House Hearing Nibbles at Edges of Supply Chain Disruption

Last week, the House Committee on Transportation and Infrastructure held a hearing on “Industry and Labor Perspectives: A Further Look at North American Supply Chain Challenges.”  The hearing was the latest example of how supply chain disruption continues to be one of the nation’s spotlight issues.  As ranking member Rep. Graves (R-MO) pointed out, significant users of the supply chain—including shippers like large retailers—were notably absent from the proceedings. 

Many committee members and witnesses referenced upcoming infrastructure investments from the recent passage of the Infrastructure Investment & Jobs Act, though little detail was discussed about what investments are critical, and how priorities should be determined. As heavy users of our nation’s infrastructure, RILA welcomed this much-needed boost to modernize our ports, roads, and highways, which will allow retailers to innovate and invest in more effective and sustainable means to deliver goods to families across the country. However, we have long asserted that infrastructure funds alone are not enough—funds must be effectively targeted, focused on smart modernization, and that major users of transportation infrastructure must have a voice in helping prioritize investments.

Several speakers—especially Port of Long Beach Executive Director Mario Cordero—commented on the need to migrate ports and the broader supply chain to a 24/7 model. The industry largely agrees that 24/7 is needed, however in the near term it’s at least as important to maximize the effective use of existing gate hours.  Rep. Eleanor Holmes Norton (D-DC) highlighted the absolute necessity of addressing the broken system of appointments and empty container return—a critical element of tackling the current disruption.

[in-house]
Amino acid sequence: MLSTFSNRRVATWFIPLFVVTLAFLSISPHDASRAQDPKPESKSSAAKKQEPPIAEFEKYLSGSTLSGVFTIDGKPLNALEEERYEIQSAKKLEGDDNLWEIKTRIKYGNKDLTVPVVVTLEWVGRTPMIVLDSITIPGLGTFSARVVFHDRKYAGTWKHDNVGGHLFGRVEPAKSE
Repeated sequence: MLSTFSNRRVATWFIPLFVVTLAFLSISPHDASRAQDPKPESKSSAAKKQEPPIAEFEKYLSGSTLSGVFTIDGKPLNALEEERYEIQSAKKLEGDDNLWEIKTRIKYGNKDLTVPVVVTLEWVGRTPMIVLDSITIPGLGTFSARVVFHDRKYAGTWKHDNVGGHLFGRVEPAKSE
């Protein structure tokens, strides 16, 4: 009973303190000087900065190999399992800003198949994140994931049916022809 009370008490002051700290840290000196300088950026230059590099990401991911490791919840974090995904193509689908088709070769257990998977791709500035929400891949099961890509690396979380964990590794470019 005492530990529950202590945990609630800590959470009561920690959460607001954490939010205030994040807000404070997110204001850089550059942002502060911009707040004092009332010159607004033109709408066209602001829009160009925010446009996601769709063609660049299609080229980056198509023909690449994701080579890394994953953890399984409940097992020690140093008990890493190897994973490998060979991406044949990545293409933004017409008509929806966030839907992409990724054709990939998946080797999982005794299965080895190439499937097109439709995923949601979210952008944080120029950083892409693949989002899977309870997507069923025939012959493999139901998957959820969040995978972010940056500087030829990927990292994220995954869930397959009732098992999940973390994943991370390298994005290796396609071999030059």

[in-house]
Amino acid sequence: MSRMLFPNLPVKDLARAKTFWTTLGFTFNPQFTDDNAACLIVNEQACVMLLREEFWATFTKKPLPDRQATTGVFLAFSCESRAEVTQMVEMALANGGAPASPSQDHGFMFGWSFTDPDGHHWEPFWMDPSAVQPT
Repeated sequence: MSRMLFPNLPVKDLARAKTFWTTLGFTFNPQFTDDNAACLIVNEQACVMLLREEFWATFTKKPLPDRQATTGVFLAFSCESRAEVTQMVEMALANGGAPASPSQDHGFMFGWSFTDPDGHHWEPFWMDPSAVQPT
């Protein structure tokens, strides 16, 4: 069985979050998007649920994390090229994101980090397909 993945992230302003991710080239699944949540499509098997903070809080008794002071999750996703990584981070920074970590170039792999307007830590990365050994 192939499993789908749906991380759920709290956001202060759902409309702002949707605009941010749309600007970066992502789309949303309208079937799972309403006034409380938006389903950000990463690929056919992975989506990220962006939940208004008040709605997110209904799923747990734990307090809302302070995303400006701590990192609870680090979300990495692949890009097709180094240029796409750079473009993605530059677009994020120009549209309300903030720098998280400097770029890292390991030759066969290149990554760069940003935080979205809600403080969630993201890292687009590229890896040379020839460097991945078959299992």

While many committee members referenced the congestion in ports like Los Angeles and Long Beach, there was hardly any substantive mention of the need for ocean carriers to take more ownership of their role in port congestion.  Ports and truck yards in Southern California and elsewhere remain clogged with empty containers that foreign-owned carriers have been slow to accept and evacuate, in order to clear space and ease congestion.  RILA appreciated the brief discussion of the much-needed reforms and shipper protections in the Ocean Shipping Reform Act of 2021, introduced by Rep. Garamendi (D-CA) and Rep Johnson (R-SD) that would address ocean carriers’ consolidated market power.  Protecting American shippers and bolstering the Federal Maritime Commission’s oversight of foreign-owned ocean carriers is essential to avoiding future disruptions and alleviating inflationary risks from soaring ocean freight rates.

Lastly, several speakers underscored the need for metrics and data sharing to enable visibility across the supply chain.  Dr. David Corell of MIT shared insightful research on improving truck freight flows, illustrating that to improve you must first be able to measure.  RILA continues to advocate for investment in data infrastructure, and common standards for interoperability that are necessary for today’s supply chains.  As Executive Director Cordero stated, “digital transformation will be very important.”  To best understand and address supply chain challenges, it is critical to be able to measure the freight fluidity of our transportation networks.

Ultimately, the hearing underscored the fact that the current disruption and the supply chain ecosystem are extremely complex.  While no simple answers exist, some essential steps are clear: targeted investment for infrastructure modernization, addressing systemic operational challenges in major U.S. ports, and enabling data sharing and interoperability to facilitate end-to-end visibility.

RILA will be discussing these supply chain challenges and more at our upcoming LINK2022: The Retail Supply Chain Conference. Don’t miss the opportunity to join us in Dallas February 20-23 to explore solutions and shape the future of retail supply chains with industry peers and experts.
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